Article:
I received a special gift at Christmas time from friend Jim Persinger: a gift certificate for live seafood.

Yes, live seafood. Unfortunately, it involved a food allergy, so I traded in the clambake in a bucket with two live lobsters for one-pound packages of North Atlantic lobster meat, hand-picked Atlantic red crab meat, large Gulf Coast shrimp and a slice of pina colada cake.

Wow! I’ve been saving the news for Lent, I don’t know why, because this seafood is fantastic. And considering the company, distance, care, and outright love put into this product, the cost is spot on.

Jim didn’t know I have an allergy and I was so sorry not to try the clambake. However, the alternate choices have been an absolute treasure these past few months as Andrew and I have enjoyed lobster rolls and crab cakes. We plan to make a gumbo soon with that beautiful shrimp.

The cake lasted two days, tops. I’m going to be coming up with a recipe for that one!

Captain Tim, the “Lobster Guy,” is a third-generation lobsterman in Rhode Island. His website is thelobsterguy.com, where you can see everything from live lobster to surf-and-turf dinners, chowders, bisques, oysters and deep-sea scallops. There are several kinds of North Atlantic fish, squid, mussels and something called a “Snail salad.”

Capt. Tim and crew include a pamphlet with everything you need to know to care for and cook your seafood. It’s a fascinating read. Also fascinating is the video clip of his rescue by the Coast Guard during a squall on “The Perfect Storm.” Scary!

Everything is caught and immediately shipped (live) or frozen for shipment right there off the east coast, save for the shrimp (Gulf Coast). The food we’ve been enjoying is so fresh, so tasty, so wonderful I can close my eyes and imagine I’m sitting on a deck looking over the rocky coastline of the Northeast U.S. Thank you, Jim, for an incredible, edible gift.

For years now, I’ve been a little perturbed about not being able to enjoy an authentic lobster roll. The cooking show guys all do it. My best friend from Arkansas toured the Northeast with her folks and she had one. Andy even had one on a conference trip to Boston.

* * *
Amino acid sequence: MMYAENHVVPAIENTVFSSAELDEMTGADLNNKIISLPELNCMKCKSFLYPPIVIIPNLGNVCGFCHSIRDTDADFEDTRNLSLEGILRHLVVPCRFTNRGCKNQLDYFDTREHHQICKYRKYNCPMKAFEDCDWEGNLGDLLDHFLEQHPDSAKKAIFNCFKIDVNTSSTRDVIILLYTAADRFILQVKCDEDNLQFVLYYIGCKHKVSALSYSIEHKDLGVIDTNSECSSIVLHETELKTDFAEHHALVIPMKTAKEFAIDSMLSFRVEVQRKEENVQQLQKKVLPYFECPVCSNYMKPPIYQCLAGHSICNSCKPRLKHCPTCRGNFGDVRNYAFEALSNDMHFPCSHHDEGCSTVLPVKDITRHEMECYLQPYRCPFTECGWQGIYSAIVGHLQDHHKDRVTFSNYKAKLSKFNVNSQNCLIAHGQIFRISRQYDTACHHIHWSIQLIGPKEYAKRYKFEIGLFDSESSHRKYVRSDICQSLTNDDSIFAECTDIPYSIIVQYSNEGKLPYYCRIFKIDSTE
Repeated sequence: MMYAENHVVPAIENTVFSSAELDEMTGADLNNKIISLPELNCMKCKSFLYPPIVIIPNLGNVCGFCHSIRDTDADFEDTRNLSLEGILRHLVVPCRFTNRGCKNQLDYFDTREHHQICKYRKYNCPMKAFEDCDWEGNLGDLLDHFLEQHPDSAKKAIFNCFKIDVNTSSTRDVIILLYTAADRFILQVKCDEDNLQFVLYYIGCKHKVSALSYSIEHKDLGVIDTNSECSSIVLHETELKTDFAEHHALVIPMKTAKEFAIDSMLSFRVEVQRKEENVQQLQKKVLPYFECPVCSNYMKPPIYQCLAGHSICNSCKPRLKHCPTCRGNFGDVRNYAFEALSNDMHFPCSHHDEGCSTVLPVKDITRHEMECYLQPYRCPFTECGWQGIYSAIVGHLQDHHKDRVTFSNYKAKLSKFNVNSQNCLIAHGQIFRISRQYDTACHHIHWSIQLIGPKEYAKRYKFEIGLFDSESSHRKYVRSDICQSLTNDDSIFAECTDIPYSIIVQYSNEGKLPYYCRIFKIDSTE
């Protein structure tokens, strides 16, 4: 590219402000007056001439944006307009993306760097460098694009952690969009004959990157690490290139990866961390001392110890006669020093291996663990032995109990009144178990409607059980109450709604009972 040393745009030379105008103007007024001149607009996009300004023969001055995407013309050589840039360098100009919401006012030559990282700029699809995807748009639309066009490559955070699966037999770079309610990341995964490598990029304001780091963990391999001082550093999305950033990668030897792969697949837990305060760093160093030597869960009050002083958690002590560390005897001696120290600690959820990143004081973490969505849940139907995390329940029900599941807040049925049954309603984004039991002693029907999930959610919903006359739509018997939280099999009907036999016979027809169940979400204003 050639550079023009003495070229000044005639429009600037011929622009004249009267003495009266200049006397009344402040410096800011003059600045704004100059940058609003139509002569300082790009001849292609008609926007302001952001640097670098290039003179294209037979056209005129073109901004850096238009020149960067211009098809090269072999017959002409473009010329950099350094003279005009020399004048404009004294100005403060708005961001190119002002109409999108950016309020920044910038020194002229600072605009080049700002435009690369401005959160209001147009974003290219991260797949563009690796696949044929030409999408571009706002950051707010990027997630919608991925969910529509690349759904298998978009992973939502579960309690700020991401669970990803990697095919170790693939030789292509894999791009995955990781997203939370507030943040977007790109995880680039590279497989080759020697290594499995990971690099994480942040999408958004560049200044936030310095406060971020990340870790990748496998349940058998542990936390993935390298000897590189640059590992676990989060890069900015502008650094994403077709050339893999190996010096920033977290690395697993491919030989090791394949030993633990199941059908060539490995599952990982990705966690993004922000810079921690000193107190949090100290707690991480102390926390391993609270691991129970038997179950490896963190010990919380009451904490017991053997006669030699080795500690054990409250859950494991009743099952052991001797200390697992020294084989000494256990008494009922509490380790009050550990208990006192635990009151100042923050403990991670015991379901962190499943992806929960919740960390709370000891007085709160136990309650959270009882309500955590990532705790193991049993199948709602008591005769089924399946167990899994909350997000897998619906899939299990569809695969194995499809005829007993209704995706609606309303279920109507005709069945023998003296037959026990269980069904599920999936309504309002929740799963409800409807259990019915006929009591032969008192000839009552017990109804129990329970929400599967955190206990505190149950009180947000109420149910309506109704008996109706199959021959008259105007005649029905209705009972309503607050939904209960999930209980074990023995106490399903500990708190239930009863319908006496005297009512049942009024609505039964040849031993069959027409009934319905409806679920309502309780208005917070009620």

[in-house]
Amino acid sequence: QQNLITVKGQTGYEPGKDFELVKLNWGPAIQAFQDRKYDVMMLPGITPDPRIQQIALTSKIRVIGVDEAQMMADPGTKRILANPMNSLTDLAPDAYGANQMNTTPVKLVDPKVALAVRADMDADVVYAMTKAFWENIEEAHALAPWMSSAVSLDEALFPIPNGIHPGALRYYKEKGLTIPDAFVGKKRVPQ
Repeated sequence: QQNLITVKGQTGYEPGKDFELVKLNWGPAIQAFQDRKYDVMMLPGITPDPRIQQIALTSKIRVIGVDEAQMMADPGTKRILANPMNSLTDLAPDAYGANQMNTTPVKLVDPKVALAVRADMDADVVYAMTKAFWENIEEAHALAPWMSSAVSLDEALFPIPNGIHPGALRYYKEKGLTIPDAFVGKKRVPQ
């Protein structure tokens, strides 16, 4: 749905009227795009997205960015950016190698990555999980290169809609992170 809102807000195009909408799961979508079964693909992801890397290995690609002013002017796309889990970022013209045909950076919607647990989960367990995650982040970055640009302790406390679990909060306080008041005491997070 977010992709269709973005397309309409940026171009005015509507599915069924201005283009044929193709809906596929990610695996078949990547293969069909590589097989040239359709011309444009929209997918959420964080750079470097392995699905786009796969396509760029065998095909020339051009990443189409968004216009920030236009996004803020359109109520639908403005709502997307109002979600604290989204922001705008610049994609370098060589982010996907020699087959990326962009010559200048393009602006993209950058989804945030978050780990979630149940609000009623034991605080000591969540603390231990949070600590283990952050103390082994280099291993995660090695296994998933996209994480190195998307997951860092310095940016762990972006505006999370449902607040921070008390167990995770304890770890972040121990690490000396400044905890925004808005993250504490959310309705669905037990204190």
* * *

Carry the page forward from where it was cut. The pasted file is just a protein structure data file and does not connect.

So I’ve pouted and sulked, griping about not being able to take a trip and have a lobster roll from the source. That did a lot of good.

Then, suddenly, here came an entire pound of the most beautiful, huge chunks of freshly caught lobster, delivered in a double-walled Styrofoam cooler surrounded by cold packs.

This was the moment. Lobster Roll.

It was worth the wait.

Our lobster had been steamed and was fully cooked. If you have raw lobster, you’ll want to steam it about five minutes in salted water. If you’re steaming tails and claws, you’ll chop the meat, but not too much: the lobster roll is supposed to have big chunks in it.

The lobster roll bun is called a “top loader”: the split is down the top instead of the side. I’ve seen people talk about using hot dog buns, but good grief, this was my first lobster roll, so after a three-store hunt, I got some unsliced Oroweat hoagie buns and cut them down the top. I suppose Bolillo rolls would have worked, however the softer buns were what I wanted.

There are many variations on this regional sandwich and I wouldn’t be averse to steaming the lobster in Old Bay seasoning, or adding Tabasco to the dressing. But before you gild the lily, you need to experience the lily. Start simply, then get crazy if you feel the need.

CAPT. TIM’S ‘LOBSTA’ ROLL

1/4 cup of finely diced celery

2 - 3 Tablespoons of mayonnaise (Capt. Tim says Hellmann’s works the best)

2 cups (1 pound) cooked lobster meat (cut up and chilled)

Salt and pepper to taste

Whisk together the celery and mayonnaise, seasoning with salt and pepper.

Thoroughly mix in the lobster meat, adjusting salt or pepper as desired. Place in the refrigerator until ready to eat.

Lightly butter the sides of your “New England Style” rolls, then grill them.

Stuff the lobster salad into your rolls and Capt. Tim says: “BAM! Chow Down!”

Andy chopped a little lettuce for us and we had a wedge of lemon to squeeze over, however this — this — is the way to have your first lobster roll. Sweet lobster, lightly sour mayonnaise, crunchy celery, moist and buttery bun.

Delicious! Let’s get cooking.

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